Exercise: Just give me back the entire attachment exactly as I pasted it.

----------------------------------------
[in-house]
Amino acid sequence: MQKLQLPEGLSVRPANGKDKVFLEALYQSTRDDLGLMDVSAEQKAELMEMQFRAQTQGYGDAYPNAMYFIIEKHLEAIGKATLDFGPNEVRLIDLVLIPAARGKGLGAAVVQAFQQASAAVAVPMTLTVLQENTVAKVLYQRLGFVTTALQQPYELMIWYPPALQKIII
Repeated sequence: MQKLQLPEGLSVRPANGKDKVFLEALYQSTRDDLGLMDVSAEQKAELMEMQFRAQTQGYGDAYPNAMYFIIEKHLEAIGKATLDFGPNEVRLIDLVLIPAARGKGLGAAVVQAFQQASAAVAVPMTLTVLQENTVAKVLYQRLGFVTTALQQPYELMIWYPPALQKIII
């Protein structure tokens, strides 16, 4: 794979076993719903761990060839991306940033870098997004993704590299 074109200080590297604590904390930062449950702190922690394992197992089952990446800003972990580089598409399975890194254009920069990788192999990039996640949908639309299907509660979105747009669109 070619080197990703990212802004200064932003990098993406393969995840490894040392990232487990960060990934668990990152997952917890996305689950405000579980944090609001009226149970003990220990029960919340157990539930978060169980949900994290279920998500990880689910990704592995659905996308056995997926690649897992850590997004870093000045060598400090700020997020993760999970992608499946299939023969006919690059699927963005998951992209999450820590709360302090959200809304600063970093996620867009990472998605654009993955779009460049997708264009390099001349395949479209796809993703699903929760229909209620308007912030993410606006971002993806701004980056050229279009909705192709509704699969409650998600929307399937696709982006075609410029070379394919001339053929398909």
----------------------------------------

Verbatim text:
[in-house]
Amino acid sequence: MQKLQLPEGLSVRPANGKDKVFLEALYQSTRDDLGLMDVSAEQKAELMEMQFRAQTQGYGDAYPNAMYFIIEKHLEAIGKATLDFGPNEVRLIDLVLIPAARGKGLGAAVVQAFQQASAAVAVPMTLTVLQENTVAKVLYQRLGFVTTALQQPYELMIWYPPALQKIII
Repeated sequence: MQKLQLPEGLSVRPANGKDKVFLEALYQSTRDDLGLMDVSAEQKAELMEMQFRAQTQGYGDAYPNAMYFIIEKHLEAIGKATLDFGPNEVRLIDLVLIPAARGKGLGAAVVQAFQQASAAVAVPMTLTVLQENTVAKVLYQRLGFVTTALQQPYELMIWYPPALQKIII
């Protein structure tokens, strides 16, 4: 794979076993719903761990060839991306940033870098997004993704590299 074109200080590297604590904390930062449950702190922690394992197992089952990446800003972990580089598409399975890194254009920069990788192999990039996640949908639309299907509660979105747009669109 070619080197990703990212802004200064932003990098993406393969995840490894040392990232487990960060990934668990990152997952917890996305689950405000579980944090609001009226149970003990220990029960919340157990539930978060169980949900994290279920998500990880689910990704592995659905996308056995997926690649897992850590997004870093000045060598400090700020997020993760999970992608499946299939023969006919690059699927963005998951992209999450820590709360302090959200809304600063970093996620867009990472998605654009993955779009460049997708264009390099001349395949479209796809993703699903929760229909209620308007912030993410606006971002993806701004980056050229279009909705192709509704699969409650998600929307399937696709982006075609410029070379394919001339053929398909």